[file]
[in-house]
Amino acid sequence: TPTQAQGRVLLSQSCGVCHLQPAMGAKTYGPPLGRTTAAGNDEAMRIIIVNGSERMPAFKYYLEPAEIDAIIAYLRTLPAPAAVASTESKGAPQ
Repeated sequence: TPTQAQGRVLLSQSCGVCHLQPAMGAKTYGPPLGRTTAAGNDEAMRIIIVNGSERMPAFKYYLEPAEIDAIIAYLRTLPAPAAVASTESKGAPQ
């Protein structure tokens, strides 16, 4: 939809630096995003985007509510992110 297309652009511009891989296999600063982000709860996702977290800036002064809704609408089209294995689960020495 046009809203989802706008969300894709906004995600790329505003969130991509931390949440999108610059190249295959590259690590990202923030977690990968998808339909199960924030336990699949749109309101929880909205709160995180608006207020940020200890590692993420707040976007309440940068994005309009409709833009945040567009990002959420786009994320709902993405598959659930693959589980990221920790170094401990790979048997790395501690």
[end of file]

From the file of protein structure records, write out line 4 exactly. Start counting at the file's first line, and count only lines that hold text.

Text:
């Protein structure tokens, strides 16, 4: 939809630096995003985007509510992110 297309652009511009891989296999600063982000709860996702977290800036002064809704609408089209294995689960020495 046009809203989802706008969300894709906004995600790329505003969130991509931390949440999108610059190249295959590259690590990202923030977690990968998808339909199960924030336990699949749109309101929880909205709160995180608006207020940020200890590692993420707040976007309440940068994005309009409709833009945040567009990002959420786009994320709902993405598959659930693959589980990221920790170094401990790979048997790395501690």